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THE QCINEMA International Film Festival ended this week, with its most elevated lineup since its eleven years of existence (and not just because this year’s theme was “elevated”).
What BusinessWorld took note of for this edition was the success that has befallen many of its Southeast Asian selections.
“This year, we welcomed over three times more foreign guests and international filmmakers compared to last year because of our programs,” Quezon City mayor Joy Belmonte said in a speech on closing night on Nov. 26.
Acclaimed films from the Philippines, Vietnam, Malaysia, Indonesia, Singapore, Myanmar, and many more graced big screens around Metro Manila from Nov. 17 to 26.
Asian Next Wave, QCinema’s main competition program, has long highlighted the work of emergent Asian auteurs. This year, eight films were selected to compete, three of which this writer was able to catch.
Amanda Nell Eu and her film Tiger Stripes won the Pylon for Best Picture at the QCinema awards night, adding to its accolades that include the Cannes Film Festival Grand Prix. Ms. Eu also took home the prize for Best Director.
It is also no wonder the film is celebrated — it provides a unique Malaysian voice for the coming-of-age body horror genre. Twelve-year-old Zaffan, who starts getting her period, finds that the transition from girlhood to womanhood is horrific, or at least becomes so since it is treated as such by society.
While the film is Malaysia’s official entry to the Oscars 2024 International Film category, it sadly faces censorship issues in its home country. A shame, be cause for teenage girls in a conservative setting, Zaffan’s story could be cathartic, from her innocent playfulness to her feral frustrations about people.
Jopy Arnaldo took home the best screenplay prize for Gitling, which started its journey in Cinemalaya earlier this year and now rightfully takes its place among regional gems.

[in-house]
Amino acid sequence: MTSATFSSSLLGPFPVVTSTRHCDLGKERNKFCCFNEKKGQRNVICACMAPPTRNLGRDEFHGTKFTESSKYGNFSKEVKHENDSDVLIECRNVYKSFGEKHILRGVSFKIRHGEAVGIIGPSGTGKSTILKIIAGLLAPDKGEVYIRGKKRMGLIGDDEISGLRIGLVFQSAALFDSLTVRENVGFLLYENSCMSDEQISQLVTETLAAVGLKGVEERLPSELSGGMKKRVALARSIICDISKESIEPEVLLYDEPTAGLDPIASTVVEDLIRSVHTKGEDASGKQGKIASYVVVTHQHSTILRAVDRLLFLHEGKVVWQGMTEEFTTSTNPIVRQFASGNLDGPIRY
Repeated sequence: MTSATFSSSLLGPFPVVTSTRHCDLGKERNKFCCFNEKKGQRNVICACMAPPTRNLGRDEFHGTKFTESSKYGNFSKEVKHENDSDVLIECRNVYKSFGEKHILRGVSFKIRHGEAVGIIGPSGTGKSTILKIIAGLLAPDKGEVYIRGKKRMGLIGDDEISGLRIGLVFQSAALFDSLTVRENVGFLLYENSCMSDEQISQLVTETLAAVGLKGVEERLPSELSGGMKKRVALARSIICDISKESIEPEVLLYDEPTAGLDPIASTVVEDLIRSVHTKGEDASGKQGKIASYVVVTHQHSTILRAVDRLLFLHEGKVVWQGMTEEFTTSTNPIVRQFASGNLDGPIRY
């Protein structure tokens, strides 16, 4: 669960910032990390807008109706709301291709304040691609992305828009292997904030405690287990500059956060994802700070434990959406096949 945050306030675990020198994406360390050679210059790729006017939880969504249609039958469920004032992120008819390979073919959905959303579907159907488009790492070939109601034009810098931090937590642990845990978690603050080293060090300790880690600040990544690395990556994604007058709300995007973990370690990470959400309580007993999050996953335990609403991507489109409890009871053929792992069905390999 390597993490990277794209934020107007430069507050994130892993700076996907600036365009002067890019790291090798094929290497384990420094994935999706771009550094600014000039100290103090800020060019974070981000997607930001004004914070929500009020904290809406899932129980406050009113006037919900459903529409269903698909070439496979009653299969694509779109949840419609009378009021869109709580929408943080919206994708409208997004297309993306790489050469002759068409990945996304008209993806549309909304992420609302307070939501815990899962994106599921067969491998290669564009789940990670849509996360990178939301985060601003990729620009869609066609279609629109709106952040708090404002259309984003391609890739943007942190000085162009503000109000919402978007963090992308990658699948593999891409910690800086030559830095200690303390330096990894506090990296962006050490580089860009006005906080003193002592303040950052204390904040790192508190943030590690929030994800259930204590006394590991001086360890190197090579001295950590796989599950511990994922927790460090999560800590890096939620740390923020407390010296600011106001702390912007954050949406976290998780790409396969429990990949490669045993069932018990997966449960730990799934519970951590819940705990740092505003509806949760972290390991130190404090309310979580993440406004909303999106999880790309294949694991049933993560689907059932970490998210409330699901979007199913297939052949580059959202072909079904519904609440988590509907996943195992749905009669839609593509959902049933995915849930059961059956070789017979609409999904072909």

For using subtitles in a very unique, rewarding way, it deserves the screenplay nods it has gotten. Set in Bacolod, Gitling follows Jamie who is hired to be a translator for filmmaker Makoto. Mainly, Makoto speaks in Japanese while Jamie speaks in English, although she often uses her mother tongue Ilonggo and sometimes the national language Filipino.
Makoto and Jamie partake in this mishmash of language, coming from relationships that suffered from communication breakdowns. The two speak a lot and find themselves in romantic situations, and yet so much is left unsaid between them. And the subtitles fill the gaps!
INSIDE THE YELLOW COCOON SHELL
Finally, Pham Thien An’s Inside the Yellow Cocoon Shell, which won in QCinema’s cinematography category, injected the festival with a dose of calming, dreamlike meditation.
It places the (futile? confusing? meandering?) search for faith in its appropriate home in the slow cinema genre as a man travels from Saigon back home to a rural part of Vietnam where unanswered questions await.
While it is easy to get turned off by the religious talk, it does make sense in the context of the character trying to understand it all. Dinh Duy Hung’s cinematography has beautiful framing choices with lush landscapes and sources of light, letting viewers be both sleepy yet also transfixed.
Notably, the film will be added to Netflix on Dec. 11. — Brontë H. Lacsamana